However this would only cover a small percentage of my E-mail marketing campaign, I would also market my most “popular” posts within the newsletter and have links within those reviews that point to the product review page. It would be a good way to interact with my visitors as well and like you say, answer any questions they may have (My affiliate covers this pretty well though). I will also add that my affiliate has a lifetime cookie and regularly sends out E-mails to repeat customers however I may lose the “last referrer” sale if they visit a competitor when making the purchase.

As a new blogger, this post was amazingly informative and maybe a little over my head (I’m still getting the basics down and affiliates is beyond my reach this week.) But here’s a newbie question: what is your method for writing such rich content with all of the links (both to your own previous posts and to other blogs)? It takes a while to get through, which I like, because it’s chock full of good stuff. Do you have an idea of exactly who/what you’re going to include in the article when you start or do you get inspired as you write (and links come to mind that you want to inlcude)?


Second, I 100% agree you want to go to a state school! Not only did I graduate undergrad with a 6 figure offer in Electrical Engineering, I graduated with a 6 figure net worth from working those internships and investing (woot woot), and obviously debt free too (got to love full ride academic scholarships)! Though I used my 4th year of scholarships to do my first year of my MBA cause who doesn’t love free money while working 30 hours a week as an engineer. While I did this I lived in my parents studio apartment and saved over 95% of every penny I earned (that’s what’s so great about engineering during school – when you work and do school you make a ton and are too busy too spend it).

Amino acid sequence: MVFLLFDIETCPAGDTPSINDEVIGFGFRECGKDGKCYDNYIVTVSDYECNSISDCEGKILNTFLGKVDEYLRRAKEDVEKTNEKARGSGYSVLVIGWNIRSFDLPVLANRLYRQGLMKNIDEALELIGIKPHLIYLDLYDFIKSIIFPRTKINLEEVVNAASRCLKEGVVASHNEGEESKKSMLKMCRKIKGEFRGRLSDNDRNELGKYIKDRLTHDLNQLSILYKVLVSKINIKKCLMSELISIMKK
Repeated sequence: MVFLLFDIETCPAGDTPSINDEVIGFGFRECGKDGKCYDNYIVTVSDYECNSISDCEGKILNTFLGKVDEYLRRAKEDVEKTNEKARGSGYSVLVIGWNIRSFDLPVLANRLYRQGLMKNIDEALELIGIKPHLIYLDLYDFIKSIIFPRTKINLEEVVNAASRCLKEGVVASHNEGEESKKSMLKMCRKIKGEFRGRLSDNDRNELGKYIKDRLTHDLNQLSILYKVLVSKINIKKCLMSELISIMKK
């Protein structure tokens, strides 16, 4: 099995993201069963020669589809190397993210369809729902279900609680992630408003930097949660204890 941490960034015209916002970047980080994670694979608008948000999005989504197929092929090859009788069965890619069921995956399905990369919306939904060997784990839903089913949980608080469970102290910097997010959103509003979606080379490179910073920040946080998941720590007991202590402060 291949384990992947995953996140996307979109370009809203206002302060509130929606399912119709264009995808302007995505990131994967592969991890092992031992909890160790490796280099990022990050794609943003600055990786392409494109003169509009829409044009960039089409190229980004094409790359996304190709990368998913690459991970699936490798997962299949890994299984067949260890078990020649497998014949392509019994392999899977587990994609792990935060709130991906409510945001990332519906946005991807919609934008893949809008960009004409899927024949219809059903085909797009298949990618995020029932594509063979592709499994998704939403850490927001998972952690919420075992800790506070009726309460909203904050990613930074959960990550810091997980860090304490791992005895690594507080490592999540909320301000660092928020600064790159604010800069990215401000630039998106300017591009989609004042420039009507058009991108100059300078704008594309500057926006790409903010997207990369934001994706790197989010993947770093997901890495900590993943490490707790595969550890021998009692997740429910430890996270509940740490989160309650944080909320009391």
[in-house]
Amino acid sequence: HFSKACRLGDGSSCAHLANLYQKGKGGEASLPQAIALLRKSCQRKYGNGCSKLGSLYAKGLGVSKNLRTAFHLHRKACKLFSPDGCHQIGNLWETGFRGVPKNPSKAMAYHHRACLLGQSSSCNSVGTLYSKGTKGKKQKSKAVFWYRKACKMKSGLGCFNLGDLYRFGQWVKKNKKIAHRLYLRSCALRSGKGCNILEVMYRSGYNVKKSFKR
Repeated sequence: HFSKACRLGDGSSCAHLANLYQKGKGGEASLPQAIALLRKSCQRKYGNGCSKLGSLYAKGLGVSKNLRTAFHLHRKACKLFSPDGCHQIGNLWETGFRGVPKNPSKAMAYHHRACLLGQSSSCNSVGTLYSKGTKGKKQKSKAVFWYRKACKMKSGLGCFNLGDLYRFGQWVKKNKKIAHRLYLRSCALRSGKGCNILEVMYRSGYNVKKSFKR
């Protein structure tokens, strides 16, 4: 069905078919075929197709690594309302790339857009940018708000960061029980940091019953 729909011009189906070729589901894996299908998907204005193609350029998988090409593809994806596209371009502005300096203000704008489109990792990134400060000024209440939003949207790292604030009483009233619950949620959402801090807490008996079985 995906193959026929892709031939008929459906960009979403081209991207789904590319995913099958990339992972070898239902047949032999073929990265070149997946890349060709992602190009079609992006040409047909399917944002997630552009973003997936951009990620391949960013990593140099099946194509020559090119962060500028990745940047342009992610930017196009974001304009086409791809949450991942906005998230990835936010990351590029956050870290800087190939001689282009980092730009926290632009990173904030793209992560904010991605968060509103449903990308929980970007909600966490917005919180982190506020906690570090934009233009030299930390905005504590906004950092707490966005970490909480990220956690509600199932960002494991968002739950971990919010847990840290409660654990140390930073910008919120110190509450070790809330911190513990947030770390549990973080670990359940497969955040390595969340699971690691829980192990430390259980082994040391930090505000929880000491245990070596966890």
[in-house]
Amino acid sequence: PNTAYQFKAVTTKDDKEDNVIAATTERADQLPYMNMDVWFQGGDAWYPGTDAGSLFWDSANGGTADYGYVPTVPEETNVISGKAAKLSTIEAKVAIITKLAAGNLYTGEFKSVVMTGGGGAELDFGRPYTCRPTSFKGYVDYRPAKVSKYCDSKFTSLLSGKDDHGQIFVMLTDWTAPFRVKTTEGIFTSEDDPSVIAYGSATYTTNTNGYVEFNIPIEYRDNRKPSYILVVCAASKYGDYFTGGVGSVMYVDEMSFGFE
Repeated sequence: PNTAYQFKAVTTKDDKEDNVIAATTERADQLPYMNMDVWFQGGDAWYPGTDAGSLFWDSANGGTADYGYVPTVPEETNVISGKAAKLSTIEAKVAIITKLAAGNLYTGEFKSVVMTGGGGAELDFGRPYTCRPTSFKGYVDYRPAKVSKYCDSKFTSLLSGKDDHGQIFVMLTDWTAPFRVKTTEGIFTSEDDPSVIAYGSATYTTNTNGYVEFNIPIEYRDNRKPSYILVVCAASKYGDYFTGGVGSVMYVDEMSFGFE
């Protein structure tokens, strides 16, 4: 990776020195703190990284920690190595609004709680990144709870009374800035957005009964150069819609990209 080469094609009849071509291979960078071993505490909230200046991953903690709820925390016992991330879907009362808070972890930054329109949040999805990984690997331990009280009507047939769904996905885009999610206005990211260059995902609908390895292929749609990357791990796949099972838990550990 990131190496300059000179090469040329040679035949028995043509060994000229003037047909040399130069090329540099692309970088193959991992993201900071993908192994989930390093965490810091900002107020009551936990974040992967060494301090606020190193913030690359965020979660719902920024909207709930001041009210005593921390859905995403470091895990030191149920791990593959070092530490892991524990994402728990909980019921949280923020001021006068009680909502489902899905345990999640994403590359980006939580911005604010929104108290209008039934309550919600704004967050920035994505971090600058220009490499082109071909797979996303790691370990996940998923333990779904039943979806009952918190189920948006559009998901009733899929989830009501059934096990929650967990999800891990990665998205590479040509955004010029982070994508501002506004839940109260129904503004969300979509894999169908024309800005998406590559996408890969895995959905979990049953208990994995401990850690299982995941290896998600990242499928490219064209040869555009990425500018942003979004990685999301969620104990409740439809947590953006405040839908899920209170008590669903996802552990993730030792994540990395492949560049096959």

I approach this the same way I find sponsors: I look at what brands I’m already using and love and fit with R+R’s natural, non-toxic mission. Then, I contact them to see if they have affiliate programs. Sometimes you don’t have to email somebody directly, rather they’ll have a link to join their program right on their website, which makes it super easy.
Wow, these salaries and success stories are amazing, and making me wonder what I did wrong. I earned my BS in Computer Science in 1986. Now, after an MBA and an MS Risk Management, two lay offs, a few missed/blown opportunities, and the Great Recession, my 2013 annual salary is exactly the same as 1999 – well under $100K, in a mid-sized, mid-cost, coastal FL city.

Having that level of job security must feel great and re-assuring. When I visit other personal finance forums (particularly on reddit) half of the success stories seem to come from computer science majors. It might be the perfect blend of degree value, job availability, and work levels/flexibility. The ability to freelance or work remotely seems to be another potential benefit.
My grades were terrible in high school. I did better in college. I still graduated debt-free, and made very little money the first few years in business. With positive mental attitude and a game plan in place, I was able become debt-free by 35, and my income is very good for my age. Now that I’m debt-free, I’ve been able to save for retirement (what I should have done first).